10 Essential Rain Songs

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Rain songs

So the saying goes, April showers bring May flowers. We’ll see if the second part happens, but for now, it’s the former that we could use a lot more of. California is in the middle of a drought, and a pretty serious one, if you haven’t been paying attention. Of course, a lot of the rest of the country is still busy shaking off the last of winter, so there’s no perfect scenario here. But daydreaming about rain got us thinking about how much of a muse rain has been to songwriters over the years. Coming up with 10 great songs about rain is, admittedly, like shooting fish in a barrel. The strategy sessions we had in our boardroom (okay, you got us, it was a shared Google doc) went pretty long pretty fast, so this thing could have gone up to 50 in no time. Not that we’re about to make you read all of that anytime soon. We slimmed it down to 10, splashed in some puddles and danced with umbrellas. So while we wait for more rainfall to reinvigorate this parched land of ours, enjoy our list of 10 essential rain songs.

rain songs The Freewheelin' Bob DylanBob Dylan – “A Hard Rain’s Gonna Fall
from The Freewheeling Bob Dylan (1963; Columbia)

At the start of Bob Dylan’s career, his music’s beauty was derived through its simplicity. From his thoughtful yet straightforward poetry and his voice-plus-guitar delivery, Dylan was quick to perfect this folk-inspired approach before moving on to different things. Many of these early works reference civil unrest and changing tides of American society, so it should come as no surprise that the rain in “A Hard Rain’s Gonna Fall” refers to the spiral of time, not actual water. In its most triumphant moments, this excellent Dylan cut resembles a more hardened “The Times They Are-A-Changin.” By the time he closes out the seven-minute song with the words “but I’ll know my song well before I start singing,” the young singer-songwriter’s voice hangs low, as if he’s just watched an entire empire crumble. – ATB

rain songs Beatles RainThe Beatles – “Rain
(1966; Apple)

Some of the Beatles’ best material was that which didn’t appear on any of their albums; just look at “Rain,” the b-side to “Paperback Writer,” released between Rubber Soul and Revolver. Recorded at the beginning of the band’s psychedelic period, it finds the Fabs diving into some trippy material, featuring both some raga-like riff jangle, and some backwards tape effect for good measure. And it wouldn’t be psychedelia if there wasn’t that extra mind-bending element in the lyrics. For the rain in this instance is a metaphor for perception, man. The message is reasonably simple when John Lennon sings, “When it starts to rain/ Everything’s the same/ I can show you.” And maybe that’s the case in Merry Old, but here on the west coast, things tend to change a lot when it rains. – JT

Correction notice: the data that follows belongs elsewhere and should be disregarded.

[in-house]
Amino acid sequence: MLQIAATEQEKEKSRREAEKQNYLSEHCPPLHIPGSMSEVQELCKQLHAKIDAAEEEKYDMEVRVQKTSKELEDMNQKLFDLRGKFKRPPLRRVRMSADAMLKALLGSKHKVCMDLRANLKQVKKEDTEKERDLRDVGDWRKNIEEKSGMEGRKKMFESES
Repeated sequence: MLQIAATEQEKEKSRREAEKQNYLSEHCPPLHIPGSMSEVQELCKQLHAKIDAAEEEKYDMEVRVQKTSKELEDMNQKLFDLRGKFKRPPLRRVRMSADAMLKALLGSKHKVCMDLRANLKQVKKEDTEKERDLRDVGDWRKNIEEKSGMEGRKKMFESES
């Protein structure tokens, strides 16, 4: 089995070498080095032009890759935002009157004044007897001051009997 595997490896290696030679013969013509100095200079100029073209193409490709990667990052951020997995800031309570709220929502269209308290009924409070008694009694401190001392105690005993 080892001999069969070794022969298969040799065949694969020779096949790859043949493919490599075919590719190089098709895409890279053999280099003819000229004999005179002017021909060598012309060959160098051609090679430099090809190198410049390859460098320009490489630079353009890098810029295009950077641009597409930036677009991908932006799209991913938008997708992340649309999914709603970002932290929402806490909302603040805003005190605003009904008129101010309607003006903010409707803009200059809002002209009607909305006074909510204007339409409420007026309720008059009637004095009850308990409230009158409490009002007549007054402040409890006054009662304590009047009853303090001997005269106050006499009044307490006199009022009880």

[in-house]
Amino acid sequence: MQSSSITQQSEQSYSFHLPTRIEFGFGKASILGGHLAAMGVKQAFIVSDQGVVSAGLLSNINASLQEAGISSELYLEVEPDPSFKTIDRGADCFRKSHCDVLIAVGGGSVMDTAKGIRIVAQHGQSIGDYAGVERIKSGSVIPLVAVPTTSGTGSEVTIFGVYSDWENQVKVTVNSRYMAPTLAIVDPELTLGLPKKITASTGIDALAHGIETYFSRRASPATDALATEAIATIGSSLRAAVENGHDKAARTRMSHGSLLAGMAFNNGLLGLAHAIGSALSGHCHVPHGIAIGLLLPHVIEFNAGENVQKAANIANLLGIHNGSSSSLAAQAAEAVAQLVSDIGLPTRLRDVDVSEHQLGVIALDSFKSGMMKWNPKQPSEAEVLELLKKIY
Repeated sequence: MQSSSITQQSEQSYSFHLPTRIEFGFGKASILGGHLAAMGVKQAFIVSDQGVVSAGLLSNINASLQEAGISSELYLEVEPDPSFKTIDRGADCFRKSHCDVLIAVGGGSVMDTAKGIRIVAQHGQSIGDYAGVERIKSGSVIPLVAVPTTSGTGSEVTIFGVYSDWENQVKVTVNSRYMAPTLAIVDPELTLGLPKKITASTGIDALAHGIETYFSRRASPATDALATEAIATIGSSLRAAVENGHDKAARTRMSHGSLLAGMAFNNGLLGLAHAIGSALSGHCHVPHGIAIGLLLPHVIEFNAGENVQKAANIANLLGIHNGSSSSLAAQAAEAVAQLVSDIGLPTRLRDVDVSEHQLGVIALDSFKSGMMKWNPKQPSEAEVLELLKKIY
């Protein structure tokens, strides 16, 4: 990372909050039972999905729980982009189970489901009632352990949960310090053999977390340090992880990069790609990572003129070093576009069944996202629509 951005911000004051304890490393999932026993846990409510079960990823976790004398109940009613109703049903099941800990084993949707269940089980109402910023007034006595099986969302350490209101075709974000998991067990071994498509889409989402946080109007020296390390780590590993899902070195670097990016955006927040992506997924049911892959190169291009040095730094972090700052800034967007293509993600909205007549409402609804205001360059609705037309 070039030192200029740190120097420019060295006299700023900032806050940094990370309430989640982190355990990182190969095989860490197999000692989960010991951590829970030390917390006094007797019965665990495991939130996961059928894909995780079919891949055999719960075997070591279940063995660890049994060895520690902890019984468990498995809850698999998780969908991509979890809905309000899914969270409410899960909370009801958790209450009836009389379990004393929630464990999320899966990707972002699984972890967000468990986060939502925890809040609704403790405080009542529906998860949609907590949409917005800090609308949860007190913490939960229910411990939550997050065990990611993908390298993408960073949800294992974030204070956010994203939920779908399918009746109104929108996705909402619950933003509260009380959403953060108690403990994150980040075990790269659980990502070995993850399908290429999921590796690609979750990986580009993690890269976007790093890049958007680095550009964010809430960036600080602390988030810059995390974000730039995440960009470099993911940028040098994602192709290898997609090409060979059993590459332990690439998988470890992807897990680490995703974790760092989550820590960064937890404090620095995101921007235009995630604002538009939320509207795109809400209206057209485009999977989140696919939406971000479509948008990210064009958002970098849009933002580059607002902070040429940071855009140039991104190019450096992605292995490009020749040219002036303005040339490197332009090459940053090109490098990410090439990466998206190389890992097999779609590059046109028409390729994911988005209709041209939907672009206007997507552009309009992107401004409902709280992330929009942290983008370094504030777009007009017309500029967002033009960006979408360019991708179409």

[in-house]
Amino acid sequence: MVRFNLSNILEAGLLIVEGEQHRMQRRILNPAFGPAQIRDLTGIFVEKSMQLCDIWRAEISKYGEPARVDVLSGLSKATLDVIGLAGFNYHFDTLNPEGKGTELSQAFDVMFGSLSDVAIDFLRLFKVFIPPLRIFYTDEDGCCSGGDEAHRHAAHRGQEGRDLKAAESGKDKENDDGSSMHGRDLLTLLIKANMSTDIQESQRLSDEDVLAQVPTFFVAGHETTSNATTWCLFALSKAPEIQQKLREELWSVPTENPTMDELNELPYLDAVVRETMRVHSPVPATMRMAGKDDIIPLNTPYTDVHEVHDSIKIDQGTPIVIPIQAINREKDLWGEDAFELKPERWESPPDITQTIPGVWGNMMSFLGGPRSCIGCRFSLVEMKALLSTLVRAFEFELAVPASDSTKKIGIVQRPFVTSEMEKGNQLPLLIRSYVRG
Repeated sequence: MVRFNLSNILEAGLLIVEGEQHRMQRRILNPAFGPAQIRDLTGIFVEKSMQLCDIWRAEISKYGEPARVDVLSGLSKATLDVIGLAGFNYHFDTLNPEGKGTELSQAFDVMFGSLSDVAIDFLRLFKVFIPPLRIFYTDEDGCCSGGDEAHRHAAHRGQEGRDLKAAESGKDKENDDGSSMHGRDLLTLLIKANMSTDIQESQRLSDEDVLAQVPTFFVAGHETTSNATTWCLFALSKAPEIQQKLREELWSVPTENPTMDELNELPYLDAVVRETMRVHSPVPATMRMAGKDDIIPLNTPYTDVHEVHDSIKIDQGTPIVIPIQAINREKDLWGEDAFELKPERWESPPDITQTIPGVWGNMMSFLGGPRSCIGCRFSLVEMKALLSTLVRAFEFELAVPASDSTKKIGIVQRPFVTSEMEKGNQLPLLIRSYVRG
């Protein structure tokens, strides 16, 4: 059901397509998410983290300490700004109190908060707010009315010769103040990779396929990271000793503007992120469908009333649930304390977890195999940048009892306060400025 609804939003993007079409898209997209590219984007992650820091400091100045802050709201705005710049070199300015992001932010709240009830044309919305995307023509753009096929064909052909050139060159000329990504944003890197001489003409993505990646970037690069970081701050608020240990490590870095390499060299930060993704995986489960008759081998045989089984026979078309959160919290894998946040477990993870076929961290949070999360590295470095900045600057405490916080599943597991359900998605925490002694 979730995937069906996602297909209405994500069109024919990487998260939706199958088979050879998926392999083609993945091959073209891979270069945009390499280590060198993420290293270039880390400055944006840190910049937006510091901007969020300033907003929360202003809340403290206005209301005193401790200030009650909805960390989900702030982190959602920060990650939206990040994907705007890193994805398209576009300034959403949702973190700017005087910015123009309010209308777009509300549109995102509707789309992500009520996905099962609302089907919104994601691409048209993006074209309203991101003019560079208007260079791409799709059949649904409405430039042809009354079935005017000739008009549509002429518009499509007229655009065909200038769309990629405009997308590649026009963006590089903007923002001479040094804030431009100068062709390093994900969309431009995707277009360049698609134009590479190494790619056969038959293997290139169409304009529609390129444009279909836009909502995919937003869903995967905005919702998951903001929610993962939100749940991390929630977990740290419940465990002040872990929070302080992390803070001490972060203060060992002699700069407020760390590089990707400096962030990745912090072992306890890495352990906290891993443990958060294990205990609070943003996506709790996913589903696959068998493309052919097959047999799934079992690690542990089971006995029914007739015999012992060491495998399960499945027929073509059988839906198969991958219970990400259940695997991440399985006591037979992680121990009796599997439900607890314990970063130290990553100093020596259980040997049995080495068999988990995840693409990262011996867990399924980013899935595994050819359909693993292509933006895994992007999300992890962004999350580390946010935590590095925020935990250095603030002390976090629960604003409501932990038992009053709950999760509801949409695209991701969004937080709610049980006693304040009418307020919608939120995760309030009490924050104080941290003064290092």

rain songs Randy NewmanRandy Newman – “I Think It’s Going to Rain Today
from Randy Newman (1968; Reprise)

One of Randy Newman’s most-covered songs is also his bleakest. Appearing on his 1968 debut, “I Think It’s Going To Rain Today” is blunt-force sarcasm that came before he’d developed the easy, subversive irony perfected on Good Old Boys. As such it’s hard to separate from earnest singer-songwriter expressionism of the era; it rivals James Taylor’s “Fire and Rain” in its dark undercurrent, but with even less hope. The protagonist’s such a thickly painted sad sack, he’s almost a parody of melodramatic, teenage existential crisis: “Broken windows and empty hallways/A pale dead moon in the sky streaked with gray.” C’mon, Jughead, tell us how you really feel. It’s hard to tell how deep this character’s misanthropy runs: He judges contemporaries whose focus on style and presence have trumped emotional need, but he’s also being pulled by the yen “to help the needy and show them the way.” But with this song, that may just be another wasted spot on the to-do list — is it really going to make a difference? It’s this subplot of ambiguity, and the near-sneering refrain “Human kindness is overflowing,” that gives the song its weight. Finding an umbrella is the least of this guy’s issues. – PP

Prince - Purple RainPrince – “Purple Rain”
from Purple Rain (1984; Warner Bros.)

I had been listening to the album version of Purple Rain‘s title track for nearly half my life before I realized it was recorded live and not in the studio. Who knows why. I miss things. Or maybe it’s because by the time you finish with the song’s three minute strings and electric guitar tongue-kiss coda, you’re in a mesmeric state, blissed out and gone. That’s why anyone who, like me, wishes that a rock-n-roll time machine could be dreamed into existence, would surely set the dials for August 3, 1983 at the First Avenue Nightclub in Minneapolis to hear Prince and the Revolution perform his signature and beautifully sung lover’s lament. The key is “Purple Rain”’s second verse which encapsulates the agony that comes from wanting a lover you can have, but also respecting them: “I never wanted to be your weekend lover/ I only wanted to be some kind of friend/ Baby I could never steal you from another/ It’s such a shame our friendship had to end.” – SC